Keeping your home organised is much easier than you might think, even if you don’t think you have the time to put together a regular routine. Follow our tidying advice and decluttering your home checklist to get on the path to creating a well-kept and orderly household.
Although they are private rooms, meaning they don’t necessarily need to be kept tidy when you’re expecting guests, you’ll feel much better if you don’t let your bedroom become a space for piles of worn clothes and dirty laundry.
“Have nothing in your house that you do not know to be useful, or believe to be beautiful,” are the words of textile designer William Morris – and they’re well worth thinking about.
If you have any clothes you don’t wear or like anymore, you should donate them to charity, which will free up much-needed space in your wardrobes, drawers and cubby holes.
Take care to fold the clothes you keep, and develop a more conscious mindfulness about your living space and belongings. Think carefully about where certain items live, perhaps hanging up your best clothes in order of colour or season, or choose a similar system that suits you.
Think about the little things, such as pairing clothing types and odd socks. Your evening self will thank your morning self if you make the bed when you wake up every day. It might sound trivial, but making the effort to put your nightwear under the pillow is a great way to start the day as you mean to go on.
Another handy trick is to place shoeboxes in drawers. This way you can separately store underwear, socks and miscellaneous clothing items like winter hats and gloves without them getting mixed up into a huge tangle.
Living rooms are naturally the most-used area of a family home, often becoming the most cluttered as a consequence. If this is the case, do you have enough shelving or storage for your belongings, or could you be making more of the space you do have?
Multipurpose furniture, such as this large storage footstool, is a great way of hiding bits away. You could also consider an entertainment unit for your television, with built-in drawers for putting away any remotes, consoles, disks and devices you don’t want lying around.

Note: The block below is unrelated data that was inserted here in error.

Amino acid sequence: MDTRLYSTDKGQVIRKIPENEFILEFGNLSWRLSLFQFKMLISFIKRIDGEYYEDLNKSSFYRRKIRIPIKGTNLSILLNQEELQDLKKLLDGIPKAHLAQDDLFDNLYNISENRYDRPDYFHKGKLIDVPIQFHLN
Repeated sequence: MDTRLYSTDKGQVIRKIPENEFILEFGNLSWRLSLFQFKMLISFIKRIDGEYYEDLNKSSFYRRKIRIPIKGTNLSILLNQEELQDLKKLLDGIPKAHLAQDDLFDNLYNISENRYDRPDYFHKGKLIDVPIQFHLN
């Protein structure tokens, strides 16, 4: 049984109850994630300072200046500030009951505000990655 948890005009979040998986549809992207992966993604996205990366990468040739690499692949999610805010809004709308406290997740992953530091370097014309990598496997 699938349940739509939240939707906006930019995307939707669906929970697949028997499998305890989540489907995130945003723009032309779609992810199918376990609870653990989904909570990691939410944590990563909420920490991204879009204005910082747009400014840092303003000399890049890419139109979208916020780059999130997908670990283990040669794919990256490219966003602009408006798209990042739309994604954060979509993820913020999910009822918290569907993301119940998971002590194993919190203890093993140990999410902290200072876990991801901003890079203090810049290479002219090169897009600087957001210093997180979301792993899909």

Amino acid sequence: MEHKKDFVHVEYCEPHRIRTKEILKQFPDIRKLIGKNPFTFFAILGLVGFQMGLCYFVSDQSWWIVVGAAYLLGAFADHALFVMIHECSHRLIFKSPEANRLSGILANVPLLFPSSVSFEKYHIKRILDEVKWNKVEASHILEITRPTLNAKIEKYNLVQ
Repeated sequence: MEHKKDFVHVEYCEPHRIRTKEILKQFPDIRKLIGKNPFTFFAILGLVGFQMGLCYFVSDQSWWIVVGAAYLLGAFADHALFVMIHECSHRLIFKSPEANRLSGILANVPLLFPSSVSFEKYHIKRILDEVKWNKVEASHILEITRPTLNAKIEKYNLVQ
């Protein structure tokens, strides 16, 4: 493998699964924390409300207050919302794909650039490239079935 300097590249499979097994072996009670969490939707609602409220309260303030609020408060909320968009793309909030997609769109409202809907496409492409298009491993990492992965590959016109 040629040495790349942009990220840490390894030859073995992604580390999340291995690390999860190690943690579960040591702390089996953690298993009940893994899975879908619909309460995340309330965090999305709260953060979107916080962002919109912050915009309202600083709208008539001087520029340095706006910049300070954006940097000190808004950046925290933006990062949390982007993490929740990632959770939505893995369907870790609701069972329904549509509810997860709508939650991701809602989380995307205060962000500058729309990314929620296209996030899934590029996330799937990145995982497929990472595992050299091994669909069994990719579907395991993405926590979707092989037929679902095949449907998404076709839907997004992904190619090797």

Children’s toys cause another headache in the quest for a tidy and clutter-free home. Yet there are plenty of options out there, including stackable wooden boxes, hanging storage pockets and flexible plastic buckets.
Kitchens can get messy quickly, so try to alleviate clutter before it builds up. Start by clearing table and counter tops and getting rid of items you don’t use or have no use for.
Next, think about where you’re storing utensils and appliances. Does each type have its own home? Again, mindfulness is key here. Place items methodically into their new home and maintain this organisation, whether certain cupboards are for spices or baking items, or a designated corner of your pantry is for plates and dishes.
Don’t stop after your initial declutter, commit to a tidy kitchen by implementing a cleaning schedule for the floor, table tops, microwave, oven and other appliances.
Make a tidy kitchen a daily habit. Always clean up after yourself so that you don’t return back to a cluttered room full of unwashed dishes and mess – something that creates added stress when we least need it.
Our decluttering checklist will help you adopt a tidying routine you can maintain.
– Always tidy away after you’ve finished.
– Keep a laundry routine and don’t let clothing piles mount up.
– Find suitable storage for children’s toys.
– Always wash up and store away kitchen items after using.
– Assign items areas where they belong and maintain these arrangements.
– Donate unwanted clothing and fold items you do keep with care.